Title: Power Systems Dynamics and Protection
Coordinator: Richard D. Christie, Associate Professor, Electrical and Computer Engineering
Goals: To learn the analytical techniques and vocabulary of fault analysis and transient stability, two major areas of power systems analysis. To provide an introduction to power system protection.
Learning Objectives: At the end of this course, students will be able to:
Textbook: J. D. Glover, T. J. Overbye, and M. S. Sarma, Power System Analysis and Design, 6th Ed. Cengage Learning, 2017. (This text is also used by EE 454.)
Reference Texts: A.R. Bergen and V.J. Vittal, Power Systems Analysis, 2th Ed. Prentice-Hall, 2000.
Prerequisites by Topic:
Course Structure: The class meets for two lectures a week, each consisting of two 50-minute sessions. There is weekly homework that includes small computer projects. Two major computer projects require written reports. There are weekly quizzes or one midterm examination, and a final examination.
Computer Resources: The computer projects can be done on any PC.
Laboratory Resources: None
Grading: 33% Homework and projects, 33% weekly quizzes or midterm and 33% final exam.
ABET Student Outcome Coverage: This course addresses the following outcomes:
H = high relevance, M = medium relevance, L = low relevance to course.
(1) An ability to identify, formulate, and solve complex engineering problems by applying principles of engineering, science, and mathematics. (H) This course has an extensive component of power system modeling and analysis. The vast majority of the lectures, homework and projects deal with the application of circuit theory and control theory to specific power system operating situations. Dynamic analysis using differential and integral equations is included in the stability work. Mathematical formulations are commonplace throughout the course. The homework, quizzes and final require solving engineering problems identified by the assignments and exemplified by class discussion. The projects challenge the students to identify the issues and formulate solutions in a broader context.
(2) An ability to apply engineering design to produce solutions that meet specified needs with consideration of public health, safety, and welfare, as well as global, cultural, social, environmental, and economic factors. (M) There are two weeks of lecture on the design of protection systems (placement of protection devices and protection device settings), with associated homework, quiz and examination problems, worth about 20% of the course grade. There is one week of lecture on design for stability, covering various methods of improving power system stability, with associated homework, quiz and examination problems, worth 10% of the course grade. The midterm computer project is to write a program to perform power system fault analysis. The final computer project is to use existing software to improve the design of an existing, unstable system to achieve stability. Collectively, these projects account for about 30% of the course grade.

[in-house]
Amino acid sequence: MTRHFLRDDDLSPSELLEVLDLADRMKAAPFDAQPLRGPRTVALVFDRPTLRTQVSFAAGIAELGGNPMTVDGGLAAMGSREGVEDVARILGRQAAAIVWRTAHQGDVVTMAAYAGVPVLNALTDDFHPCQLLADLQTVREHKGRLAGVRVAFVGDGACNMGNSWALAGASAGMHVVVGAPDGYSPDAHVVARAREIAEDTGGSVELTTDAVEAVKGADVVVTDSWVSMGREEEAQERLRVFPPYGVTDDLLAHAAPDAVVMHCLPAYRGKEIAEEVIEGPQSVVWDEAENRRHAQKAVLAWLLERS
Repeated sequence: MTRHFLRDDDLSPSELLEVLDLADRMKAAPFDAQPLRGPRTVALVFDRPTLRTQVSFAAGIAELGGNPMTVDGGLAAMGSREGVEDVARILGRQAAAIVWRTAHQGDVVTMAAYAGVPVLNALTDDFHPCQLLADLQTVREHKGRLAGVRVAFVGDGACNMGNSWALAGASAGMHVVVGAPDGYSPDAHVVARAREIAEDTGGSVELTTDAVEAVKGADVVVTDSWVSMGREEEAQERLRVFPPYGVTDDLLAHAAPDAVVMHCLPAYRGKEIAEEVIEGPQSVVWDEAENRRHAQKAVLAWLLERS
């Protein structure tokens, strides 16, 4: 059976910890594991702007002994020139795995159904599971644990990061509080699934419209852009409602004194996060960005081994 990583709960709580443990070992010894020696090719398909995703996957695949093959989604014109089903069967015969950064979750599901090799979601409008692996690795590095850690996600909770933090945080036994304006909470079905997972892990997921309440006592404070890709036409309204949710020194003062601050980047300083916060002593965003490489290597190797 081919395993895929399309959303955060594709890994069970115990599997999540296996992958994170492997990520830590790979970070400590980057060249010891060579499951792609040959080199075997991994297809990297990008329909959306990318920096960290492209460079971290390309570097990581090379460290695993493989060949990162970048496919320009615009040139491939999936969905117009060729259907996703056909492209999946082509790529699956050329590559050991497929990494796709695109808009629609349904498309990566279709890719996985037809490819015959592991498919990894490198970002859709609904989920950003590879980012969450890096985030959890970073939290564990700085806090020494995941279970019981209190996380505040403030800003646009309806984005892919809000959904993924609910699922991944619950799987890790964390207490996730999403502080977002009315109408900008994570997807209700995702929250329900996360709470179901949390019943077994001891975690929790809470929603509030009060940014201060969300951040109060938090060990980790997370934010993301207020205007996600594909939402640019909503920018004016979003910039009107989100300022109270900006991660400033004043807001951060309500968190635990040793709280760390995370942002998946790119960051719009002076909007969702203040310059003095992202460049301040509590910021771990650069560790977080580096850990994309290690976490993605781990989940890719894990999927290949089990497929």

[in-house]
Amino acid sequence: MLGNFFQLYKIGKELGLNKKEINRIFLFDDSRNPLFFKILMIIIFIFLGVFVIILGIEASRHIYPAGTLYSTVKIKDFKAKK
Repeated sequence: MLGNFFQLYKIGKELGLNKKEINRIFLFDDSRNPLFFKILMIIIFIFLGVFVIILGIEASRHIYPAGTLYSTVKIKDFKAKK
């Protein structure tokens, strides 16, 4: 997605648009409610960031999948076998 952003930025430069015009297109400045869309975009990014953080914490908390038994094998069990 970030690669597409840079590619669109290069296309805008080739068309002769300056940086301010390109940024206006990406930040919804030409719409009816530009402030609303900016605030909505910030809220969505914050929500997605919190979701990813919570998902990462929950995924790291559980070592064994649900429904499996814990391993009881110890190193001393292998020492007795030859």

(3) An ability to communicate effectively with a range of audiences. (L) Students submit written reports on their computer projects.
(4) An ability to recognize ethical and professional responsibilities in engineering situations and make informed judgments, which must consider the impact of engineering solutions in global, economic, environmental, and societal contexts. (M) The course includes a unit on large-scale system stability which includes study of the social and economic impact of system instabilities on customers. This unit uses case studies to understand the societal dependence on large utility grids and the extent of disruption when wide-area instabilities occur. Remedial actions that may have averted these historical disruptions are reviewed.
Prepared by: Richard D. Christie
Last revised: 5/18/2018